Covers Matter…A Lot

All day long at my job at the library I watch people pick out books. Step one: the cover or the author’s name (if they’ve read them previously or heard something about them) catches their eye. Step two: they pick up the book and read the cover blurb to find out what the book is about.

The cover blurb process is for another blog or even a workshop, but I have a few observations about book covers. With the exception of literary fiction, which always seems to have very bland covers, covers can absolutely make or break a book. And I’m observing people choosing print books, where they can pick up the book and examine it closely. When you’re talking about the thumbnail-sized e-book cover, the science/art of book covers becomes even more crucial.

The first thing a good cover does is catch the eye. It shouldn’t have too many elements because that makes it look cluttered. Colors are important, as some colors are more striking/appealing than others. Also, certain colors subconsciously signal certain moods, and having the mood match the mood of the book is essential.

We have several shelves of paperbacks that are organized by narrower genre classifications than our general fiction collection. A lot of the time I’ll order a book that could fit into any number of these genres. For example, we have thriller-type books shelved in suspense, in romance, in mystery, in adventure and in general fiction. So, how do I decide?

If I’m familiar with the author and what they usually write, that makes it easy. Otherwise I start with the blurb: Is the focus on the romance? Is there a lot of action? Is there a clear puzzle/mystery at the core? Is the focus on nail-biting suspense, but not necessarily a lot of action? Is the book about an apocalyptic battle/struggle to save the world, or a more sedate courtroom drama?

When I can’t decide for sure where a book belongs, or it could fit into two or more categories, I often go by the cover. Is it dark and moody? Probably fits better in suspense. Does it show a couple? It will probably check out better in romance. Does it show a hot, half-naked, tattooed man on the cover? We’ll call it paranormal romance and put it on the romance rack. Does it show a hot, half-naked, tattooed woman on the cover? That signals urban fantasy, so I'll put it in the sci fi/fantasy section.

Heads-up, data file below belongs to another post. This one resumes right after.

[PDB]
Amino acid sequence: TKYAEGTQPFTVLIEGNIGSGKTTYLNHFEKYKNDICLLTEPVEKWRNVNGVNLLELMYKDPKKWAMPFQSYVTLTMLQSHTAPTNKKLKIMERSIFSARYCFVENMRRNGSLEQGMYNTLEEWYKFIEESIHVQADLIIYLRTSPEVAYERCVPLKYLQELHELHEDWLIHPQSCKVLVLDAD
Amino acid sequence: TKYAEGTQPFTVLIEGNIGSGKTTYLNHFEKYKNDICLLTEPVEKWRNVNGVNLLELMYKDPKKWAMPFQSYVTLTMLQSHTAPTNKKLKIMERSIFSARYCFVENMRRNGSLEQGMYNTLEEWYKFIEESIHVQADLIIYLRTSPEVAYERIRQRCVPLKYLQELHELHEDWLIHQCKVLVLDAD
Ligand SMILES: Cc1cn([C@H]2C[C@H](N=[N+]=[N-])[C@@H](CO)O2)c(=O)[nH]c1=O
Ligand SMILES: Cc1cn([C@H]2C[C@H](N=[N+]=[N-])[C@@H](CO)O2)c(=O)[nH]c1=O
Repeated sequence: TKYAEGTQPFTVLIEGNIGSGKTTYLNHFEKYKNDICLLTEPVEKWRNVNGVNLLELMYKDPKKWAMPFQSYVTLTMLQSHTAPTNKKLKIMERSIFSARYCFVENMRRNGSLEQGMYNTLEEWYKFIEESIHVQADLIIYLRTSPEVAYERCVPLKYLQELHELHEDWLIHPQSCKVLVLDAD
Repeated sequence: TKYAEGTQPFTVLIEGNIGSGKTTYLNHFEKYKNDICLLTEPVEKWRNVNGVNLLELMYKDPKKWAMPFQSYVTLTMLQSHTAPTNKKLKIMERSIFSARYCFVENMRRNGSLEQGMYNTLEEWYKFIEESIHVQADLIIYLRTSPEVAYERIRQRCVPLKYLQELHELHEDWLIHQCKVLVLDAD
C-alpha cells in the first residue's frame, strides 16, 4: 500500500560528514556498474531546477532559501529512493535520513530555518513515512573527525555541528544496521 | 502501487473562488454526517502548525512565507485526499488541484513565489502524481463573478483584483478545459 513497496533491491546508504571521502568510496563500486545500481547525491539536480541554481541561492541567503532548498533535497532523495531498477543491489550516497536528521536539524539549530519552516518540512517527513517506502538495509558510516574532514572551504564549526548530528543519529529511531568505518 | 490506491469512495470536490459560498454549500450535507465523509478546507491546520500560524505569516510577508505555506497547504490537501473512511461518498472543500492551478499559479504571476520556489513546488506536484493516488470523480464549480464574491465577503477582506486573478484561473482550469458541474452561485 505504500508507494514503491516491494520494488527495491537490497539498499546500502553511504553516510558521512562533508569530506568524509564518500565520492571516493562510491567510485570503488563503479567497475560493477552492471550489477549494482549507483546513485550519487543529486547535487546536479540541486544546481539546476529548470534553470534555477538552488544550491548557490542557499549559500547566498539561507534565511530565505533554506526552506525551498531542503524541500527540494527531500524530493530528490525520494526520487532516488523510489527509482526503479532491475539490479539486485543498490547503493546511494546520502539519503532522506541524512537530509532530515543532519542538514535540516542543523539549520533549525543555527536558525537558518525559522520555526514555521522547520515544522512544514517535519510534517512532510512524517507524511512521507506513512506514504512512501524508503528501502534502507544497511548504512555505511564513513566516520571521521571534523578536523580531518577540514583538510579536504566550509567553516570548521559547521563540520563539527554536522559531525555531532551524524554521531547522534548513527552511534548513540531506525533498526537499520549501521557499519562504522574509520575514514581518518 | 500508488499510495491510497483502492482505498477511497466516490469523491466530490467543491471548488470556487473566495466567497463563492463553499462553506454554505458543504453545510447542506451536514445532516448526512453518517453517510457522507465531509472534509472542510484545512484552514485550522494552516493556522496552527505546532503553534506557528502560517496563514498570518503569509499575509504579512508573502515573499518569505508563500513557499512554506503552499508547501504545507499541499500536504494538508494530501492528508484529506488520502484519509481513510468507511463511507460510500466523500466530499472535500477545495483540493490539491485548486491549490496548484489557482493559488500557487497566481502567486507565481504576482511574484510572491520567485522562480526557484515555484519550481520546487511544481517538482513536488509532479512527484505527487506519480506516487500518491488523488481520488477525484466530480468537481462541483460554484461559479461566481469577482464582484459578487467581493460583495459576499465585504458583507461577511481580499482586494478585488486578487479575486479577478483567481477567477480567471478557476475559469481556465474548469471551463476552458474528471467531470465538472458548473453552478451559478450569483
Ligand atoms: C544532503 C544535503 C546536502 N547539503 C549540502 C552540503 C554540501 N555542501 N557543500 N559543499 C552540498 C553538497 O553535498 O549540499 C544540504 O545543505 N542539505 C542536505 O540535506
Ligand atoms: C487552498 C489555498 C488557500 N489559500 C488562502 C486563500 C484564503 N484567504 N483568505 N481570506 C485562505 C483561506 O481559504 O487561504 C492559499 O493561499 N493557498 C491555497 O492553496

Colors are almost as important as the cover content. You don’t want dark/muddy colors on a romance, unless it’s a edgy romantic suspense. You don’t want pastels on an action-oriented book, a western or even a legal thriller. For mysteries, the covers should clearly signal whether they are cozies (with lighter, brighter colors like green, yellow and pastel blue), while darker stories use dark blues, blacks, grays and maybe a touch of red.

I said earlier that the cover shouldn’t be cluttered, and one of the most common mistakes I see is that the author will try to have the cover accurately reflect the plot, and hence include a lot of elements. They want to show it’s a romance and a time travel and so they show the couple and the elements that make the setting in the past clear. Or they show too many characters and images. Sometimes it works, but usually not. Simpler and subtler is almost always better.

Ultimately, you should rely on the experts. Which is the art department of your publisher, or your cover artist, if you are indie-publishing. And most important, remember that your vision of the book cover may be all wrong. I loved the cover of my first book designed by my current small publisher. It had all the elements I thought should be in my story: handsome, bare-chested barbarian type hero with a modern skyline in the background, perfectly capturing the time travel/fantasy romance plot.